The Fed's inflation concerns almost certainly will provoke yet another upward adjustment to short-term rates at the conclusion of tomorrow's meeting; some market participants anticipate a half-point increase in the federal funds rate target, but a quarter-point hike (to 5.25%) is the best bet. The wording of tomorrow's FOMC statement could give important clues regarding advance planning for the next FOMC meeting on August 8. Although the statement will continue to say that future policy adjustments will be heavily data-dependent, it seems clear that the Bernanke-led FOMC is leaning toward at least one more rate hike in 2006 – despite the perverse impact of housing on the core inflation numbers. [return to top]
 

 
Recent housing data are a mixed bag
The Federal Reserve fully expects the housing market to cool down this year, partly in response to the series of rate increases implemented by the Fed.  Public statements by Fed officials characterize the evolving housing slowdown as “moderate” and “orderly” – a pattern consistent with NAHB’s baseline (most probable) forecast.

NAHB has been warning the Fed about large downsize risks to our respective baseline forecasts for housing.  These risks are associated largely with major uncertainties regarding the behavior of investors/speculators that were such a major factor on the demand sides of single-family and condo markets in 2004 – 2005.

NAHB’s surveys of builders show deepening problems in the single-family market through June, including cancellations and resales by investors/speculators.  Ongoing erosion in single-family and condo markets also is shown by sales/price data for the existing-home market (from the National Association of Realtors), and the weekly series on applications for mortgages to buy homes (from the Mortgage Bankers Association) still is rattling downward.  We’re also seeing a distinct downslide in issuance of single-family building permits (data through May).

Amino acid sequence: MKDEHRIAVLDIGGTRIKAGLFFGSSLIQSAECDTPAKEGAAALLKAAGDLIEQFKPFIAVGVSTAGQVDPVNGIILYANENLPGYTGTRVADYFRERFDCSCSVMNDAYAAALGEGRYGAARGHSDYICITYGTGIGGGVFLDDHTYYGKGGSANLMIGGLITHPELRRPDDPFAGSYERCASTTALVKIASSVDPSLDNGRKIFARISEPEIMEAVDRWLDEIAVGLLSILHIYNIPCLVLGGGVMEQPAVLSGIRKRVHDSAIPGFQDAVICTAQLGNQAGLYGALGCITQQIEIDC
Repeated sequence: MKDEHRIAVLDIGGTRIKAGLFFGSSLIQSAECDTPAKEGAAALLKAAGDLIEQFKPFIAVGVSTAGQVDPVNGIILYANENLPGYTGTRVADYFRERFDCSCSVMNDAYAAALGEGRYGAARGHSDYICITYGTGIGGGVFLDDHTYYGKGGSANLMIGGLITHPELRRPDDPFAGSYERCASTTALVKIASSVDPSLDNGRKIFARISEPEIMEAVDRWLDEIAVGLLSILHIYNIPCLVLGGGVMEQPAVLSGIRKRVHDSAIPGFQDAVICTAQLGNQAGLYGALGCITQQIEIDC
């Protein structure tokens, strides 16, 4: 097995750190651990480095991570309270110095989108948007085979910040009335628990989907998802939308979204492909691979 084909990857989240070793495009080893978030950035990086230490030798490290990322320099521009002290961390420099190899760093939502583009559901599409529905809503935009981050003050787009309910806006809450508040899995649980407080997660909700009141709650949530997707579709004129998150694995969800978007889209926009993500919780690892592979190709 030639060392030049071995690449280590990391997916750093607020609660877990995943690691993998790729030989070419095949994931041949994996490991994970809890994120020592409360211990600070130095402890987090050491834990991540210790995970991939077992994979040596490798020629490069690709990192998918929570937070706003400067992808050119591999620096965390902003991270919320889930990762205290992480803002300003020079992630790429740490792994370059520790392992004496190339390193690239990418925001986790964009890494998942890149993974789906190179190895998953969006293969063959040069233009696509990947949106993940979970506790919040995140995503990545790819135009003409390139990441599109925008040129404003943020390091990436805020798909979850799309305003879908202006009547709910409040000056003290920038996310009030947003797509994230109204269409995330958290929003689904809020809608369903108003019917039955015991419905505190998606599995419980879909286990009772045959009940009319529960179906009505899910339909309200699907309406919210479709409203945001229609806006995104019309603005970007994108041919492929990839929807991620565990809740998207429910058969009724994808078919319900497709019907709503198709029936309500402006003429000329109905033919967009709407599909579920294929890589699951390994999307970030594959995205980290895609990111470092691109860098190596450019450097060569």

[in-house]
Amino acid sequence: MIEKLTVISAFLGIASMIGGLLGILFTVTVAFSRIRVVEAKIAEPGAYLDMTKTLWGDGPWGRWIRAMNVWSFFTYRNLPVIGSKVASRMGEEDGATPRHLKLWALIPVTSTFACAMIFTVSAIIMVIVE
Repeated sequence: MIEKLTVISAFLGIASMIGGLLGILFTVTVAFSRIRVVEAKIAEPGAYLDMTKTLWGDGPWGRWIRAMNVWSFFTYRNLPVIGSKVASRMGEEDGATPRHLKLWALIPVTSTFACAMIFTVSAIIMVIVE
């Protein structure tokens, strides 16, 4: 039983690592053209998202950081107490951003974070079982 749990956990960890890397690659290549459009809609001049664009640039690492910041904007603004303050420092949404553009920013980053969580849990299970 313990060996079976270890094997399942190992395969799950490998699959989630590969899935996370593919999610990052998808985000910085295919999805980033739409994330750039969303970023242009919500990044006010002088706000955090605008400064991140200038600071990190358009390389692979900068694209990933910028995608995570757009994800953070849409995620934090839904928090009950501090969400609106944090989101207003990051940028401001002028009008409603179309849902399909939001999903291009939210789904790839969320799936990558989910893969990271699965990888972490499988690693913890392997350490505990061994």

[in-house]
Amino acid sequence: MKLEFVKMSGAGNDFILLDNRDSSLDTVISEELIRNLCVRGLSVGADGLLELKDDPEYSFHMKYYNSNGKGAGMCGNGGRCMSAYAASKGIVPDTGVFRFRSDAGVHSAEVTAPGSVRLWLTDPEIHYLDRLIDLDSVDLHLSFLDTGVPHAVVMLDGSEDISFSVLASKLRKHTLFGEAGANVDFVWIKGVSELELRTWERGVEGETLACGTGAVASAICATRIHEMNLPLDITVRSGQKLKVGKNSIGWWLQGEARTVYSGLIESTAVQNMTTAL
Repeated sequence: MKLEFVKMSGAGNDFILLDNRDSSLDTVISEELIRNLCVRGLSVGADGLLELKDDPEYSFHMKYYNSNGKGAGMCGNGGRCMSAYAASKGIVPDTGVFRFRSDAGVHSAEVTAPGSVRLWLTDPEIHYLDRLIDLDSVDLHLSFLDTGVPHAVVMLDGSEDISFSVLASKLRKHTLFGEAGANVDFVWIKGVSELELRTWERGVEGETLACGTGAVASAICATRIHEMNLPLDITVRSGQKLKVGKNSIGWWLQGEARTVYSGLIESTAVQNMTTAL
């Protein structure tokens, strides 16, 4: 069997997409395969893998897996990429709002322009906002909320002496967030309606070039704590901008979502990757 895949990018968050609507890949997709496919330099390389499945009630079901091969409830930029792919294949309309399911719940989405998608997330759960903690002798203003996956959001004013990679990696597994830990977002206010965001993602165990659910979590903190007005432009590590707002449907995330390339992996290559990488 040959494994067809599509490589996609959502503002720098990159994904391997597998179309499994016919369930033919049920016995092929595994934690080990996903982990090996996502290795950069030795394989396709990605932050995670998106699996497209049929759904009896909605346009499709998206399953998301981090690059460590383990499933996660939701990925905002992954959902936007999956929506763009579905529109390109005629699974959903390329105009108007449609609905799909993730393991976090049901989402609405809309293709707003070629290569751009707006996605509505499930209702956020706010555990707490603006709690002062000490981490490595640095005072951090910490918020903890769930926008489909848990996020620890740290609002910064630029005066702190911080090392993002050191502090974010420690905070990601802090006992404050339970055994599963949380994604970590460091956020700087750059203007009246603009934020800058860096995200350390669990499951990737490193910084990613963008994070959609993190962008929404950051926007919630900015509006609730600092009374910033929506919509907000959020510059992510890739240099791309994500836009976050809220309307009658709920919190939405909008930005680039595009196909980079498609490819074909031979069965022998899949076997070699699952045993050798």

Conflicting (positive) signals are coming from the May data reported by the Commerce Department for both single-family housing starts and sales of new homes.  Indeed, the starts numbers were up by 2.1% in May and new-home sales were up by 4.6% — in the face of reports from public builders and NAHB’s surveys showing ongoing erosion of housing demand. [return to top]
 

 
Fundamentals still point to a cooling housing market
The apparent conflicts in housing data apparently reflect, to a large measure, deficiencies in the government’s data collection procedures (particularly for new-home sales).  It’s also apparent, however, that a fair number of single-family starts recently have reflected building against permits backlogged earlier, and we also know that builders have been strengthening both price and non-price incentives to bolster new sales and limit cancellations of sales contracts signed earlier.

Everything considered, it’s fair to say that single-family and condo markets still are cooling down in fundamental ways and that the housing slowdown still has some distance to run.  NAHB’s forecast continues to show an 8% decline in total housing starts for 2006 as a whole, with relatively large reversals in the single-family and condo markets along with further firming-up of rental markets. [return to top]
 

For more information or to contact us directly, please visit www.NAHB.org l ©2006, National Association of Home Builders